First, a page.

The 2019 G-FINDER Report: “[This] project has provided policy-makers, donors, researchers and industry with a comprehensive analysis of global investment into research and development (R&D) of new products to prevent, diagnose, control or cure neglected diseases in developing countries. It provides an up-to-date analysis of how R&D investments are being allocated across diseases and product types, funding trends over time, and where the potential gaps lie. This is the twelfth annual G-FINDER report, providing new data on investments made in financial
year 2018. In all, 262 organisations completed the survey for FY2018, which covered 36 neglected diseases and all relevant product types – drugs, vaccines, biologics, diagnostics, microbicides and vector control products (chemical and biological control agents, and reservoir targeted vaccines) – as well as basic research.”
“This updated Global Plan to End TB 2018–2022 reflects the progress made over the last five years and is intended to support the achievement of the UNHLM commitments set for 2022. By implementing the Global Plan’s priority actions and mobilizing the needed funding, national governments and TB programmes, backed by stronger worldwide advocacy, can put us on track to end TB by 2030, in line with the SDGs.”
“TAG has tracked TB research and development (R&D) funding since 2005 as one way to evaluate progress on eliminating TB. In every year since then, annual investments have fallen far short of the widely accepted US$2 billion minimum funding target. At the United Nations High-Level Meeting on TB (HLM) in the fall of 2018, delegates endorsed a political declaration that contained a commitment to increase annual global TB research funding to US$2 billion. The data presented in this year’s report represent expenditures on TB research in fiscal year 2018 and provide the baseline against which we will measure states’ performance towards this US$2 billion annual target in the years to come.”
“The World Health Organization (WHO) has updated its guidance for the use of lateral flow urine lipoarabinomannan assay (LAM) in the diagnosis of tuberculosis (TB). Tests based on the detection of mycobacterial LAM antigen in urine have emerged as potential point-of-care tests for TB. The WHO Global TB Programme recommended the use of LF-LAM for the first time in 2015. Urinary LAM assays have shown greater sensitivity when used for the diagnosis of TB in people living with HIV. The sensitivity increases significantly in patients with lower CD4 cell counts. Following the new evidence, WHO is now recommending LF-LAM use to assist in diagnosis in a broader group of people, both in inpatient and outpatient settings.”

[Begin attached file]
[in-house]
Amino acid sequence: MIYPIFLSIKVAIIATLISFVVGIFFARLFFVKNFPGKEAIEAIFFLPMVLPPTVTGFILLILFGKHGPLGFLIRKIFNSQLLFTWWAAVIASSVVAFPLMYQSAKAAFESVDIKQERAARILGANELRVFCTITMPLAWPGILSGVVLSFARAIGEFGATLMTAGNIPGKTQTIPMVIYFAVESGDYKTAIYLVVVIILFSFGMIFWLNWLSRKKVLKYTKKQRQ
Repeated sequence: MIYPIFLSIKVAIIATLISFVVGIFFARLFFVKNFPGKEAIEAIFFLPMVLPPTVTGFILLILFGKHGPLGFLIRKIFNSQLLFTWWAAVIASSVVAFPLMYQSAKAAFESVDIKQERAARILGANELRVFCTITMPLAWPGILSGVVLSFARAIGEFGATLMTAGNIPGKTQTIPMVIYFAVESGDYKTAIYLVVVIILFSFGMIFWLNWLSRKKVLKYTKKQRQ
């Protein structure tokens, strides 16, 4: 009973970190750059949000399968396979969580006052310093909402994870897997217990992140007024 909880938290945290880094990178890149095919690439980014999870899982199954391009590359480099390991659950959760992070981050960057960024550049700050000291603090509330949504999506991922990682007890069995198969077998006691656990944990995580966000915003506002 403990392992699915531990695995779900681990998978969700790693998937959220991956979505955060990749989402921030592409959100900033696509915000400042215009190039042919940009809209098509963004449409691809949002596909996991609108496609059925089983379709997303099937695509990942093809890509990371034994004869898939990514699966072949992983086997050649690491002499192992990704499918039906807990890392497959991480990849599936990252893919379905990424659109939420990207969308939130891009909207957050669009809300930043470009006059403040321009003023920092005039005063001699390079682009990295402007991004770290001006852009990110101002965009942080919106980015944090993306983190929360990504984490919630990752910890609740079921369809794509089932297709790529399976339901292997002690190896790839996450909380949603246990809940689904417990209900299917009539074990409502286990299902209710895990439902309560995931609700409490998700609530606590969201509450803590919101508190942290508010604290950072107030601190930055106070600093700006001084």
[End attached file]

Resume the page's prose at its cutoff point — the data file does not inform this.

This report aims to define what provision of TB services in “the context of progress towards UHC” looks like in practice, and to what extent the recognition of the codependency of achieving TB and UHC at international fora like the UN and WHO translates to action at ground level. It defines an essential set of services that would both help to make the TB response “universal” and help to make the TB response contribute to the achievement of UHC more broadly.
TB kills more people than any other infectious disease and is the leading killer of people living with HIV; about one in three deaths among people with HIV are due to TB.
The Global Fund provides 69% of all international financing for tuberculosis (10% of total available resources) and has disbursed US$6.6 billion for TB programs and US$2.1 for TB/ HIV programs as of June 2019. As the leading international funder of TB programs, the Global Fund is a critical partner in achieving the new targets set at the UN High-Level Meeting.
See the results of these initiative and others in the fight against tuberculosis worldwide in the Global Fund’s Results Report 2019 .
GFAN Speaker Timur Abdullaev shares his insights as an HIV+ person who received lifesaving tuberculosis treatment from a Global Fund program with participants of the RESULTS International Conference. He is confident that we can...